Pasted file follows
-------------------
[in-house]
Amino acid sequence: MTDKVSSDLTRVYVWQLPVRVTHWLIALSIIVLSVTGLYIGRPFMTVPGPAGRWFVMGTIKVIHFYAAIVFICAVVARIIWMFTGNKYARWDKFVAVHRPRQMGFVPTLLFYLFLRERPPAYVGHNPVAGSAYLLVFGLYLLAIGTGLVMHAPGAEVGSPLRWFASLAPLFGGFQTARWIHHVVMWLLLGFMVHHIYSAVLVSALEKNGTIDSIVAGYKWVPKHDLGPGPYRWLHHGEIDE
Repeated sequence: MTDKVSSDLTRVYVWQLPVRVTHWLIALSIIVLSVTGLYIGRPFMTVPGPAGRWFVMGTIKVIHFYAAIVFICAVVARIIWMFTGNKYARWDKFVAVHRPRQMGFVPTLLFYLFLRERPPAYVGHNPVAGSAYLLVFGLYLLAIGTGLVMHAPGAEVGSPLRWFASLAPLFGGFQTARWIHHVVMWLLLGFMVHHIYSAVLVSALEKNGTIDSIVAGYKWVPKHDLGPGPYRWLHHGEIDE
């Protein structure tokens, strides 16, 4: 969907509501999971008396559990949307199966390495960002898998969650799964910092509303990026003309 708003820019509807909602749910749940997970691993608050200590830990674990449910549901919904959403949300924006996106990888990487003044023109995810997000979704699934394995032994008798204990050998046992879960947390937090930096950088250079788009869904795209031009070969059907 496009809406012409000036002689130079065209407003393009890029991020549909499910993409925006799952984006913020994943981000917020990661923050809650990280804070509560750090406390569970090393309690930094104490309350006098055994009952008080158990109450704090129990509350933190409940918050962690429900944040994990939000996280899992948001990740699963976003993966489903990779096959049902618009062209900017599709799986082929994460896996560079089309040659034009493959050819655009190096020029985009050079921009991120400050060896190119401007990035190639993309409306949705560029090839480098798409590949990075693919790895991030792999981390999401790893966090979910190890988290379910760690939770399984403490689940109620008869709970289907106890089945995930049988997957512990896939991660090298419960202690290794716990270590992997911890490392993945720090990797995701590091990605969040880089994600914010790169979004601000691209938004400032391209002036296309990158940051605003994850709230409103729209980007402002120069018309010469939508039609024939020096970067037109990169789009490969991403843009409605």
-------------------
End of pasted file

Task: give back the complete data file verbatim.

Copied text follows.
[in-house]
Amino acid sequence: MTDKVSSDLTRVYVWQLPVRVTHWLIALSIIVLSVTGLYIGRPFMTVPGPAGRWFVMGTIKVIHFYAAIVFICAVVARIIWMFTGNKYARWDKFVAVHRPRQMGFVPTLLFYLFLRERPPAYVGHNPVAGSAYLLVFGLYLLAIGTGLVMHAPGAEVGSPLRWFASLAPLFGGFQTARWIHHVVMWLLLGFMVHHIYSAVLVSALEKNGTIDSIVAGYKWVPKHDLGPGPYRWLHHGEIDE
Repeated sequence: MTDKVSSDLTRVYVWQLPVRVTHWLIALSIIVLSVTGLYIGRPFMTVPGPAGRWFVMGTIKVIHFYAAIVFICAVVARIIWMFTGNKYARWDKFVAVHRPRQMGFVPTLLFYLFLRERPPAYVGHNPVAGSAYLLVFGLYLLAIGTGLVMHAPGAEVGSPLRWFASLAPLFGGFQTARWIHHVVMWLLLGFMVHHIYSAVLVSALEKNGTIDSIVAGYKWVPKHDLGPGPYRWLHHGEIDE
């Protein structure tokens, strides 16, 4: 969907509501999971008396559990949307199966390495960002898998969650799964910092509303990026003309 708003820019509807909602749910749940997970691993608050200590830990674990449910549901919904959403949300924006996106990888990487003044023109995810997000979704699934394995032994008798204990050998046992879960947390937090930096950088250079788009869904795209031009070969059907 496009809406012409000036002689130079065209407003393009890029991020549909499910993409925006799952984006913020994943981000917020990661923050809650990280804070509560750090406390569970090393309690930094104490309350006098055994009952008080158990109450704090129990509350933190409940918050962690429900944040994990939000996280899992948001990740699963976003993966489903990779096959049902618009062209900017599709799986082929994460896996560079089309040659034009493959050819655009190096020029985009050079921009991120400050060896190119401007990035190639993309409306949705560029090839480098798409590949990075693919790895991030792999981390999401790893966090979910190890988290379910760690939770399984403490689940109620008869709970289907106890089945995930049988997957512990896939991660090298419960202690290794716990270590992997911890490392993945720090990797995701590091990605969040880089994600914010790169979004601000691209938004400032391209002036296309990158940051605003994850709230409103729209980007402002120069018309010469939508039609024939020096970067037109990169789009490969991403843009409605």